Pin It

Above header

Poisonous TVs and Poison PCs and Extended Producer Responsibility (EPR)

US Report Titled – Poison PCs and Toxic TVs (Also Highly Relevant to Mobile Phone Recycling)

mobile-phone-and-tv-recycling 350x350Poison PCs and Toxic TVs, was a broken citation link in Wikipedia (Ref: 2 at the following url,, but we found that it is available on the “WayBack Machine”, by following this link.:
Vistors from Wikipedia should scroll down to “Poison PCs/Toxic TVs Executive Summary”, for their cited content, which is lower down on this page.
The following is an extract from the report:


  1. Executive Summary
  2. Overview
  3. Poisons in E-waste and their effects on us
  4. Disposing of computers is hazardous
  5. Exporting harm: The high tech trashing of developing nations
  6. How does the US respond to the challenge?
  7. Costs of E-waste
  8. What we propose
  9. Computer TackBack campaign platform
  10. Endnotesᅠ– “Gadgets to Garbage”ᅠChristian Science MonitorᅠJanuary 2, 2004″

The following quotation is the entire Executive Summary from the report:

“Electronic waste (E-waste) encompasses a broad and growing range of electronic devices ranging from personal computers and televisions, to handheld PDAs, VCRs, and cellular phones. Where once consumers purchased a stereo console or television set with the expectation that it would last for a decade or more, the increasingly rapid evolution of technology has effectively rendered everything disposable. Consumers no longer take a malfunctioning television, VCR or telephone to a repair shop. Replacement is often easier and cheaper than repair. And while these ever-improving gadgets – faster, smaller, and cheaper – provide many benefits, they also carry a legacy of waste. Electronic waste already constitutes from 2% to 5% of the US municipal solid waste stream and is growing rapidly. European studies estimate that the volume of electronic waste is rising by 3% to 5% per year – almost three times faster than the municipal waste stream. 1 According to the US Environmental Protection Agency (EPA), in 1997 more than 3.2 million tons of E-waste ended up in US landfills.

In a report for the EPA, analysts warned that the amount of E-waste in US landfills would grow fourfold in the next few years. 2 Over the last several years, no product so epitomizes the problems posed by obsolete electronics as the personal computer. Televisions with cathode ray tubes present the same problems. Due to their growing waste volume, toxicity and management cost, both computers and televisions are the focus of this report. How US policy makers – at the national, state and local level – choose to address the problems posed by obsolete computers and televisions is likely to set the tone for the broader spectrum of E-waste. Our laws and regulations are beginning to slowly – and imperfectly – address these concerns. Today’s computer industry innovates very rapidly, bringing new technologies and .upgrades’ to market every couple of years. According to industry sales figures, US purchasers bought more than 45 million new computer systems in 2002.3 Currently over 50% of US households own a computer. 3 Should every consumer attempt to throw out their obsolete computer at once, the nation would face a “tsunami” of e-scrap, presenting a major budgetary and environmental crisis that, depending on policy decisions now, could unfairly burden state and local governments with the cost of handling this crisis. By 2006, some 163,420 computers and televisions will become obsolete in the US every day – weighing in at almost 3,513 tons. 5 These units have been used, reused, and stored – and will then be either recycled or tossed out with the trash and subsequently landfilled by trash collectors.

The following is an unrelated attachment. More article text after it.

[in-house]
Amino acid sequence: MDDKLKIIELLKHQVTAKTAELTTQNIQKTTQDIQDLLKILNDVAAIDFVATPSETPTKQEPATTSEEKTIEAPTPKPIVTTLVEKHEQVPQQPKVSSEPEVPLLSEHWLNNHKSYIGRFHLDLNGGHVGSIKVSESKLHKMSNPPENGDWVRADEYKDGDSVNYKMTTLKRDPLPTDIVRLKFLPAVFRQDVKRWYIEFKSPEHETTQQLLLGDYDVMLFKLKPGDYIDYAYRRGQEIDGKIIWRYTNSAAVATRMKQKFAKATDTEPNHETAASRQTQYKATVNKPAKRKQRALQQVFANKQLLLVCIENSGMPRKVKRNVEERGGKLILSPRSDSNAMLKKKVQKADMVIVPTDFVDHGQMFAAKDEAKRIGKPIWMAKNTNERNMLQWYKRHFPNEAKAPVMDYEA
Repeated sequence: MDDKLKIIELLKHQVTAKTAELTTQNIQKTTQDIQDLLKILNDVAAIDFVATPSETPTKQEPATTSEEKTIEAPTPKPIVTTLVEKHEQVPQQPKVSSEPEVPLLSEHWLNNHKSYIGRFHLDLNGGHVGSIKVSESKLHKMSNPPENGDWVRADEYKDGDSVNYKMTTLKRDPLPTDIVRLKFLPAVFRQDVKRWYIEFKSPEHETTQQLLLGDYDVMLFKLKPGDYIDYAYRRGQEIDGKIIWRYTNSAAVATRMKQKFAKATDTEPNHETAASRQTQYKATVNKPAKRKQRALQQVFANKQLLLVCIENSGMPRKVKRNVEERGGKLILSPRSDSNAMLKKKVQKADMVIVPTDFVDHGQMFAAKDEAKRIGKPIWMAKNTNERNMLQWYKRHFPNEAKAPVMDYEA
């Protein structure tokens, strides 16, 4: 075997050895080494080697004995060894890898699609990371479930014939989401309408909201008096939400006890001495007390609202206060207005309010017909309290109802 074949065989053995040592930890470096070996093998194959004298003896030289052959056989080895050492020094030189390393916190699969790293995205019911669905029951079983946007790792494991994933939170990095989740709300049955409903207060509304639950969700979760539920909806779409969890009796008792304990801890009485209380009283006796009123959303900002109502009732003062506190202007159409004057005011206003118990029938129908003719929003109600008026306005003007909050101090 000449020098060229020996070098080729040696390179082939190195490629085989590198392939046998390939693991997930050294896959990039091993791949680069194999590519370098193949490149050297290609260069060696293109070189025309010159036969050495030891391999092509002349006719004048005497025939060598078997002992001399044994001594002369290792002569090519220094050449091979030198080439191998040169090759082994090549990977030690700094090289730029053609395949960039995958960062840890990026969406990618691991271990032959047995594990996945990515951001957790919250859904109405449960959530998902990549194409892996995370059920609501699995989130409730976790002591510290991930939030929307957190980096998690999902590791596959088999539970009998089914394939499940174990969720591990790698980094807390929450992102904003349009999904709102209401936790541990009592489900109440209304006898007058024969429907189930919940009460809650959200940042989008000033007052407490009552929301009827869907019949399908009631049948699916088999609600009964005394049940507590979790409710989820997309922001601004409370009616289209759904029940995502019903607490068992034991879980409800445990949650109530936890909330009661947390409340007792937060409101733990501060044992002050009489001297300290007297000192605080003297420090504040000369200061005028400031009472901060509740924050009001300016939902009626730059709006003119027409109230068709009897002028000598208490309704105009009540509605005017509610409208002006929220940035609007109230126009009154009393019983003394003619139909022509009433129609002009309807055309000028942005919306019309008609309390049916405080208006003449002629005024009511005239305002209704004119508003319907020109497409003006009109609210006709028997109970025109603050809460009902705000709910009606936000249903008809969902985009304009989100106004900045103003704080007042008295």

Consumers have, on average, 2 to 3 obsolete computers in their garages, closets or storage spaces. US government researchers estimated that three-quarters of all computers ever sold in the United States remain stockpiled, awaiting disposal. 6 The crisis continues to grow. Other studies estimate that the number of obsolete computers in the United States will soon be as high as 315 to 680 million units. 7, 8 Recycling rates for computers are low, and opportunities are challenging for most consumers – limited to occasional drop-off programs, or complex mail-back programs offered by a few manufacturers.